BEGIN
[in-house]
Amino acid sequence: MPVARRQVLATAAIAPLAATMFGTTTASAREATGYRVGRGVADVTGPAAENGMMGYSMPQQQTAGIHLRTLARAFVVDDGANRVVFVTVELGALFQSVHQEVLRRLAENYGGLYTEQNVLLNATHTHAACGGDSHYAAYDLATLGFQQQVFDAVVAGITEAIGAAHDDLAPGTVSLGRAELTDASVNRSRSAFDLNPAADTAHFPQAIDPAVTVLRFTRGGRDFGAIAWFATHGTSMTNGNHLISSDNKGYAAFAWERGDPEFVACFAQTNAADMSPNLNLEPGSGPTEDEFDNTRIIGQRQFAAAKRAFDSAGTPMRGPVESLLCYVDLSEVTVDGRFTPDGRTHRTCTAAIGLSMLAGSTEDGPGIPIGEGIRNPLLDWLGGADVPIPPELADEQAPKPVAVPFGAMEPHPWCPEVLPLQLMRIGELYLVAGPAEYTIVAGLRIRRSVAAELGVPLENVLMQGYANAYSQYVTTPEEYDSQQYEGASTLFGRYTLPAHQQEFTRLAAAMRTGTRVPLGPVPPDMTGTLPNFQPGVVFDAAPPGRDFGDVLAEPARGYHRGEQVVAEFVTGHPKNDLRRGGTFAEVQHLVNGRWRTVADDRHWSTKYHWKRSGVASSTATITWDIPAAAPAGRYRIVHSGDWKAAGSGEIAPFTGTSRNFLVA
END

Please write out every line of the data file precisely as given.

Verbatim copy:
[in-house]
Amino acid sequence: MPVARRQVLATAAIAPLAATMFGTTTASAREATGYRVGRGVADVTGPAAENGMMGYSMPQQQTAGIHLRTLARAFVVDDGANRVVFVTVELGALFQSVHQEVLRRLAENYGGLYTEQNVLLNATHTHAACGGDSHYAAYDLATLGFQQQVFDAVVAGITEAIGAAHDDLAPGTVSLGRAELTDASVNRSRSAFDLNPAADTAHFPQAIDPAVTVLRFTRGGRDFGAIAWFATHGTSMTNGNHLISSDNKGYAAFAWERGDPEFVACFAQTNAADMSPNLNLEPGSGPTEDEFDNTRIIGQRQFAAAKRAFDSAGTPMRGPVESLLCYVDLSEVTVDGRFTPDGRTHRTCTAAIGLSMLAGSTEDGPGIPIGEGIRNPLLDWLGGADVPIPPELADEQAPKPVAVPFGAMEPHPWCPEVLPLQLMRIGELYLVAGPAEYTIVAGLRIRRSVAAELGVPLENVLMQGYANAYSQYVTTPEEYDSQQYEGASTLFGRYTLPAHQQEFTRLAAAMRTGTRVPLGPVPPDMTGTLPNFQPGVVFDAAPPGRDFGDVLAEPARGYHRGEQVVAEFVTGHPKNDLRRGGTFAEVQHLVNGRWRTVADDRHWSTKYHWKRSGVASSTATITWDIPAAAPAGRYRIVHSGDWKAAGSGEIAPFTGTSRNFLVA